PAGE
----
Argentinian Jewish group gets Google to nix hate ads

Search engine's "suggest" options had been directing people to anti-Semitic websites which violated incitement to violence laws.

By GIL STERN STERN SHEFLER
May 18, 2011 18:29
1 minute read.
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An Argentinean judge on Tuesday ordered Internet giant Google to remove “suggested” results for anti-Semitic websites which appeared on its popular search engine.

The injunction was issued in response to a petition made by Argentina’s Jewish umbrella organization DAIA, which claimed promoting anti-Semitic content violated the country’s laws against incitement of violence.

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“We discovered there was a lot of anti-Semitic material online, and that it was accessible via Google,” said Cladudio Epelman of the Latin American Jewish Congress on Wednesday. “Their ‘suggest’ option directed people to anti-Semitic sites, so we petitioned a judge who agreed with us and asked them to remove such content.”

For instance, one of the most popular searches listed by Google’s Argentinean search engine listed “Jews” and “soap” – a reference to the alleged practice by the Nazis of using Jewish corpses to manufacture soap.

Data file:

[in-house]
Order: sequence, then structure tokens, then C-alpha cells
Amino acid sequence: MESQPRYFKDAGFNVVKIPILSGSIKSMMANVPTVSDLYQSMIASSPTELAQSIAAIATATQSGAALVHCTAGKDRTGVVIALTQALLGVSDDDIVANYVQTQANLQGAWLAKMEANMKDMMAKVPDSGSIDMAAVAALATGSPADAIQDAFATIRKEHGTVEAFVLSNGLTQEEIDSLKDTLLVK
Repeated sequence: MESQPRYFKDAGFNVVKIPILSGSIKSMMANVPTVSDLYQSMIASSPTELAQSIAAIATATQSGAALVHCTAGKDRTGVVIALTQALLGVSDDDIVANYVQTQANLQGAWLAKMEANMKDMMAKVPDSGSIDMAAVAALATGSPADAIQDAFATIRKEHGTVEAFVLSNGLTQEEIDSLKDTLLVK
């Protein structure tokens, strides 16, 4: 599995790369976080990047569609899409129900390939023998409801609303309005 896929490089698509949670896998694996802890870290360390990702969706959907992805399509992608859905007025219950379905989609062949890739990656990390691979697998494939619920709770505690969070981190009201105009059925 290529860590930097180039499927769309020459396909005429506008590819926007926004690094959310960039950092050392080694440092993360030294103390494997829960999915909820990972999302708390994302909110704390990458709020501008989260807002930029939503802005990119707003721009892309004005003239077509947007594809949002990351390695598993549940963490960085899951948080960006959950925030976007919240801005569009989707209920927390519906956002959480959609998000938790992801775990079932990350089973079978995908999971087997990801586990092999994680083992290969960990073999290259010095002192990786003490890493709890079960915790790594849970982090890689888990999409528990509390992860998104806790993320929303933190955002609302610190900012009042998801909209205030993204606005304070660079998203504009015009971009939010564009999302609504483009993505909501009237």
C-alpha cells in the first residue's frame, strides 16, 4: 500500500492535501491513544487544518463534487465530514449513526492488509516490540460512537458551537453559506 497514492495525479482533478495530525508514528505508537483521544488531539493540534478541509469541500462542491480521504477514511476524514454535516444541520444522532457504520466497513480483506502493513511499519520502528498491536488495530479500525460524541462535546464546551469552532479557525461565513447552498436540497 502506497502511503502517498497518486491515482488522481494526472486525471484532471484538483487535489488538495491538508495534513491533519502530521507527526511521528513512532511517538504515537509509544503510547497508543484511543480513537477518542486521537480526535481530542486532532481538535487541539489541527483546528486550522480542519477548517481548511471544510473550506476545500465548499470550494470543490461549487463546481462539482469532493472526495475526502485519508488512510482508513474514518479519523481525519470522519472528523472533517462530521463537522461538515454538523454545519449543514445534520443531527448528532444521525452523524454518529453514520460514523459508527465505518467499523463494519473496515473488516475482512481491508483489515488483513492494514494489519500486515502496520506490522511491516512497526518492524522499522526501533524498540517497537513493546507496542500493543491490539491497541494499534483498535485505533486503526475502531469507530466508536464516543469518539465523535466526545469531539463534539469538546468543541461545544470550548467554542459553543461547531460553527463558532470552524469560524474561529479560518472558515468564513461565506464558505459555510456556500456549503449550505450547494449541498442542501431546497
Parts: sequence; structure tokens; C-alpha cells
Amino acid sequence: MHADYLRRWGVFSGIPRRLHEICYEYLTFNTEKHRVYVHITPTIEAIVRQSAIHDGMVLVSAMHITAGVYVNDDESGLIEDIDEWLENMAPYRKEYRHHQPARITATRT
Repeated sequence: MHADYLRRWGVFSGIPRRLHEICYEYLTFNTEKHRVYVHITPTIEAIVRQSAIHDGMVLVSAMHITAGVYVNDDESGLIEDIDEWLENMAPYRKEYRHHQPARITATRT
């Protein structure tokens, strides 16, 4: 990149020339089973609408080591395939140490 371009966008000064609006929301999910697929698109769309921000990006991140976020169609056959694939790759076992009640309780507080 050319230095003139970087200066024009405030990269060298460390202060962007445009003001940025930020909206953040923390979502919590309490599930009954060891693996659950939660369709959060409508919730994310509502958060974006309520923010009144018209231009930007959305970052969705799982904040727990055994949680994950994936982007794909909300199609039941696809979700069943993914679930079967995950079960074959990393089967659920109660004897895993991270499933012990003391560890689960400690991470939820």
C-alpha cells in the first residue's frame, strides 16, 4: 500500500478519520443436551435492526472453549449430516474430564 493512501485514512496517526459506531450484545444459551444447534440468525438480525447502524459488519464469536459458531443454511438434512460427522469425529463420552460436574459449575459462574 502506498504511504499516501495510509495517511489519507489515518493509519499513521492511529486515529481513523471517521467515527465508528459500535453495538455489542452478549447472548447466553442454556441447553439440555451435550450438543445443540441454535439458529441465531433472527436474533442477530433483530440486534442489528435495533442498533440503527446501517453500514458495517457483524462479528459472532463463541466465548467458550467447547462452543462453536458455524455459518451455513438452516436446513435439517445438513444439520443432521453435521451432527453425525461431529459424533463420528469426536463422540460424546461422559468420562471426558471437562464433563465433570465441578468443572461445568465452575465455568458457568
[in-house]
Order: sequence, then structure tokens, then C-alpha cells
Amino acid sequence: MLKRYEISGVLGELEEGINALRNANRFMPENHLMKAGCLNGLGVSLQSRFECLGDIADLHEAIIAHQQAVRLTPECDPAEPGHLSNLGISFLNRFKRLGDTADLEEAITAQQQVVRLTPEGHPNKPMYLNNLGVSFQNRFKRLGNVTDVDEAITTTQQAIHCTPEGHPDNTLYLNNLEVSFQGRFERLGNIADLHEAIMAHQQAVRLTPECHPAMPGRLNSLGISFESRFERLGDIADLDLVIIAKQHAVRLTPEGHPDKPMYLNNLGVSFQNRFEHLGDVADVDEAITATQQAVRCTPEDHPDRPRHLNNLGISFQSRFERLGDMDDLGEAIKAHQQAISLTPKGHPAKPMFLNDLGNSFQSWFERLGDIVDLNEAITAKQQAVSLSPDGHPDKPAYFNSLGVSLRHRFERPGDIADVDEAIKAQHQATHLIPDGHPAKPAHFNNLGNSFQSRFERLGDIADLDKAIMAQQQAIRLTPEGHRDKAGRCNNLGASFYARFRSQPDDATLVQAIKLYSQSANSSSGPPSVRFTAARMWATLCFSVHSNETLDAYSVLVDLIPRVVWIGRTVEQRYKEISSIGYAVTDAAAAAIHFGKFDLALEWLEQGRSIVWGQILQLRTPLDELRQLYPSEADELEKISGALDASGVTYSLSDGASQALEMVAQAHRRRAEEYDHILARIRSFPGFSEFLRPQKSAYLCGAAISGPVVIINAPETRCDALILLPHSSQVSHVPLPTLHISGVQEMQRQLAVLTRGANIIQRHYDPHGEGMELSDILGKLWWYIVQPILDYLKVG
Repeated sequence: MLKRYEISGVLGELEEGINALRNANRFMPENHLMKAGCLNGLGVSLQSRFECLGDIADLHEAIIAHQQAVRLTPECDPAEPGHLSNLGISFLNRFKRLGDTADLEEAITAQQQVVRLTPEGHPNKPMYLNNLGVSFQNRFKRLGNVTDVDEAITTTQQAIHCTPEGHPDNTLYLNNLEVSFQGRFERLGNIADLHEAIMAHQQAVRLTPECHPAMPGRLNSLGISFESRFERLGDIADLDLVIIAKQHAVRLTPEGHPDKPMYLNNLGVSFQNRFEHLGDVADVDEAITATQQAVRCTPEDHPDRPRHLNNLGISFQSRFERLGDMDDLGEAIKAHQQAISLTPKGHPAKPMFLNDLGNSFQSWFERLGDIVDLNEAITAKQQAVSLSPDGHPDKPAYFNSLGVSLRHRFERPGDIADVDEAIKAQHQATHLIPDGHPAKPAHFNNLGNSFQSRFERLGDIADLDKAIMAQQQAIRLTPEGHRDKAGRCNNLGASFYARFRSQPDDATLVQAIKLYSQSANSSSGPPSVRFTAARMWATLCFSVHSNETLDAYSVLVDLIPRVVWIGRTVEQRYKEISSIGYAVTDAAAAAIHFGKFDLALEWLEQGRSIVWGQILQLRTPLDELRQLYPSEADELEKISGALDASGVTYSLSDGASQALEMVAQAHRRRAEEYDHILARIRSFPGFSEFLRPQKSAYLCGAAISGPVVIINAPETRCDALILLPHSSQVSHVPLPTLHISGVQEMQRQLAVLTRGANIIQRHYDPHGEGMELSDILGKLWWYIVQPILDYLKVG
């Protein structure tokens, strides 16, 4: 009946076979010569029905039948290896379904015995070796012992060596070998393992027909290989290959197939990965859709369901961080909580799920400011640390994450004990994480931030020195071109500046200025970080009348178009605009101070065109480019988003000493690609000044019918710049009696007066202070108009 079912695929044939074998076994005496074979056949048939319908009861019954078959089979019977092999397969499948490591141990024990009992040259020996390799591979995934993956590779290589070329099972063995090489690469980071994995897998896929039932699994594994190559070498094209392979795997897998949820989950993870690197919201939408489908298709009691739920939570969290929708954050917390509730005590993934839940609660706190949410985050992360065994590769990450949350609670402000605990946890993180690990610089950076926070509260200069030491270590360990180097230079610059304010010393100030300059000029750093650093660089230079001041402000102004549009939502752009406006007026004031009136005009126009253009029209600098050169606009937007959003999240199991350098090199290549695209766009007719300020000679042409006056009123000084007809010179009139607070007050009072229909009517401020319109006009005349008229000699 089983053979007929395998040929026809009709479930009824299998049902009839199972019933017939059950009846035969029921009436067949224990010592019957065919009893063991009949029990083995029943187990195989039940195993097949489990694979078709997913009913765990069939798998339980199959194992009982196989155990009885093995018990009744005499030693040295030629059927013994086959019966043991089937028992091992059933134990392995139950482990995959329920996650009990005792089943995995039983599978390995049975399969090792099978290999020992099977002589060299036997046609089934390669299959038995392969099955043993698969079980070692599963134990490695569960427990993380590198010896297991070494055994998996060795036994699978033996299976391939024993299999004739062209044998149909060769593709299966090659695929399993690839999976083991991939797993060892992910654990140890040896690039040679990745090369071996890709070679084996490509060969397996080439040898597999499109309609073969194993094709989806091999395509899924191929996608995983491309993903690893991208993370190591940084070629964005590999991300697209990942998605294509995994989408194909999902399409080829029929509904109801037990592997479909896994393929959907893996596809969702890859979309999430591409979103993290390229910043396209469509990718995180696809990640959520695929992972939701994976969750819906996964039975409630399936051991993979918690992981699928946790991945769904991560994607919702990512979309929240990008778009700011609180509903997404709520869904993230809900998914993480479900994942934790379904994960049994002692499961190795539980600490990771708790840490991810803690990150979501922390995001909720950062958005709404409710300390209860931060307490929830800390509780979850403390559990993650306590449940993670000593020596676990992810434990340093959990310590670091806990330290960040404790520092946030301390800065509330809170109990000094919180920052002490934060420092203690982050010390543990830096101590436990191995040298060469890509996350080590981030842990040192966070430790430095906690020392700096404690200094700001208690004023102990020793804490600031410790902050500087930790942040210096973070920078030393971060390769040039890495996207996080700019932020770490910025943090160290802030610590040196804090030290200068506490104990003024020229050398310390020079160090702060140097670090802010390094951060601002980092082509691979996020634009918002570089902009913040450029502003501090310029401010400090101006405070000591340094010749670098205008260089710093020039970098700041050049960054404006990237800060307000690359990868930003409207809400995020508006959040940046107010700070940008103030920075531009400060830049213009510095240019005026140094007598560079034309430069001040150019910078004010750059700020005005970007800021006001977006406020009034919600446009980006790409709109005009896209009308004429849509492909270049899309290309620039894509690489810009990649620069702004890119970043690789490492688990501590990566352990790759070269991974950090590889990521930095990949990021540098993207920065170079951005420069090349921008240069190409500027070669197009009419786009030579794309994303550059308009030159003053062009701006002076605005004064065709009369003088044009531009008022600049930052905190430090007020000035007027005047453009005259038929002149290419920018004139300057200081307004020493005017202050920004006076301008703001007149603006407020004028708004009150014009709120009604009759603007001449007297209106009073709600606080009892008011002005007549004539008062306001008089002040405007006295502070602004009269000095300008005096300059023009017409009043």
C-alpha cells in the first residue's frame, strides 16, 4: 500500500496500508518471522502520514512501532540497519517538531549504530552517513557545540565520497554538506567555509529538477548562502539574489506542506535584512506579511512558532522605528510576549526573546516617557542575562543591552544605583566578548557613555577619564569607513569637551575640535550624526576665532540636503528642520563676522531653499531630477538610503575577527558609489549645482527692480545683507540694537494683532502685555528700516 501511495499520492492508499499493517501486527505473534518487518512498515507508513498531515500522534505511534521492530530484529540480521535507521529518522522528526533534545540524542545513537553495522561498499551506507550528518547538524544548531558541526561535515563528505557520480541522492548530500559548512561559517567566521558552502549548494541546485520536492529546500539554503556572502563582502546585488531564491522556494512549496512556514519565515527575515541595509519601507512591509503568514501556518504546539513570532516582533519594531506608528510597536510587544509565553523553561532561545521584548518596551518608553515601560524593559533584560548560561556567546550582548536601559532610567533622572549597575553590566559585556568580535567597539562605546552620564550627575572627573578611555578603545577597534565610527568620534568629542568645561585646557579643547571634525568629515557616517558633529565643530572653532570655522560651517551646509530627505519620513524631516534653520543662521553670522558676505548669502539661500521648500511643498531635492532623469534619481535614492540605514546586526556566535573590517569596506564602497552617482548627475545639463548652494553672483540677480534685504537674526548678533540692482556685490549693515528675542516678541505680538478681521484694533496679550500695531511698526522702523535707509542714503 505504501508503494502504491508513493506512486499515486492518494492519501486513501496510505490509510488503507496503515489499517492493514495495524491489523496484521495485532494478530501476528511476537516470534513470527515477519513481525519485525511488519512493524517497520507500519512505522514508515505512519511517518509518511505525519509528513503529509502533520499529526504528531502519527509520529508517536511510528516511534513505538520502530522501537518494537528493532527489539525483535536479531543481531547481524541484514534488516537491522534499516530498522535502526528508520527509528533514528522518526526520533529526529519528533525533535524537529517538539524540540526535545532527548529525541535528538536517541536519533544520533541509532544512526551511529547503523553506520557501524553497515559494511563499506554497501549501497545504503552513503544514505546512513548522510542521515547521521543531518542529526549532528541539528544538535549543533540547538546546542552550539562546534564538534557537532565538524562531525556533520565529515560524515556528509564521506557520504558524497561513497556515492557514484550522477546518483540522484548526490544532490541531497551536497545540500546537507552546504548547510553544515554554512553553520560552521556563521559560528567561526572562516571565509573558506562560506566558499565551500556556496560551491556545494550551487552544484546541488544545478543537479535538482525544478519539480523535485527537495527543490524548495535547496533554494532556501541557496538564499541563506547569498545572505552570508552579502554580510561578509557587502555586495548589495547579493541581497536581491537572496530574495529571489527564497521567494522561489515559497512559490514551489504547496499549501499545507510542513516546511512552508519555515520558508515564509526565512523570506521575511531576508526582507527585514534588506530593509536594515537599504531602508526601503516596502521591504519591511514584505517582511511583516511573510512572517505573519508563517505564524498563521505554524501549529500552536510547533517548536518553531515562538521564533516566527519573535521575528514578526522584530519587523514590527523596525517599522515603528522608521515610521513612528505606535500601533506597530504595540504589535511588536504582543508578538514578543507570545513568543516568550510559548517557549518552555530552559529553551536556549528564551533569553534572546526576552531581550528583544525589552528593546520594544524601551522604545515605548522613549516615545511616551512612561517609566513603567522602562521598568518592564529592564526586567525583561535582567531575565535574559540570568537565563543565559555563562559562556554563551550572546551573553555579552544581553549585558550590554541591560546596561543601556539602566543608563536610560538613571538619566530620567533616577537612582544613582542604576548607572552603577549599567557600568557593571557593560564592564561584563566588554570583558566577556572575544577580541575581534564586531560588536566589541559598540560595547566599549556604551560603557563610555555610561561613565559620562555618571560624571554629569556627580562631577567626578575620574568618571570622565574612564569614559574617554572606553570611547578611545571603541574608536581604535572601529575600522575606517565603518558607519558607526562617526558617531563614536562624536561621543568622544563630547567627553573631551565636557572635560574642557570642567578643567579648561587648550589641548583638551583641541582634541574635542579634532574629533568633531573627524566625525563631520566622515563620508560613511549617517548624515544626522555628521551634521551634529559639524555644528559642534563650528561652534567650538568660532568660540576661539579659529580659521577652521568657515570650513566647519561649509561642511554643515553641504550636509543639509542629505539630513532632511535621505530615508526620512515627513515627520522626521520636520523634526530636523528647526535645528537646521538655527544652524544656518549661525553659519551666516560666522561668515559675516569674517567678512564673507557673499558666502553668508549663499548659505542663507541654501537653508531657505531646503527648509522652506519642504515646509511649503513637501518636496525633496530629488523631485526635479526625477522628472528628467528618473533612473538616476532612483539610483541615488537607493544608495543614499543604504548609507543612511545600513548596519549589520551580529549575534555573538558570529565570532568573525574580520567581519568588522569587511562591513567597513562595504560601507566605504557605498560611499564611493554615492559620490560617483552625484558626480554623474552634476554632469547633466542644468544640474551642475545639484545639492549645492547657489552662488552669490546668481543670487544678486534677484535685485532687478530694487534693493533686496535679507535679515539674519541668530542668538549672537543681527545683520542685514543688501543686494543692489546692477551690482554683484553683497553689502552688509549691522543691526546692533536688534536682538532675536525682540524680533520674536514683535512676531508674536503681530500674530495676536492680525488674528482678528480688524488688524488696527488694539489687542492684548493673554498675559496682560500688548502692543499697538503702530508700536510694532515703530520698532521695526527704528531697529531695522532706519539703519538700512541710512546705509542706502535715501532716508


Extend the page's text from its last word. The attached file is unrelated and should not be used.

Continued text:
Another complaint made by the DAIA was that Google profited from placing ads on anti-Semitic websites.

“Google makes money from anti-Semitic websites and allows them to make money,” Epelman said. “It may not be intentional, but it’s a fact.”



In his ruling the judge urged Google to cease such commercial activities.

Asked if the injunction did not infringe on people’s freedom of expression, Epelman responded by saying he believed it protected the country’s citizens.

“We certainly support such rights, but this is a crime according to the law – and the law marks the limit of one’s freedom of speech,” he said.

According to Epelman, Google has three days to respond if it wishes to overturn the injunction.

The court action was made possible by the work of the Observatorio WEB, a joint operation by DAIA, the Latin American Jewish Congress (the World Jewish Congress’ regional affiliate), and AMIA.

DAIA announced that it would continue to denounce any form of discrimination, in particular anti-Semitism.

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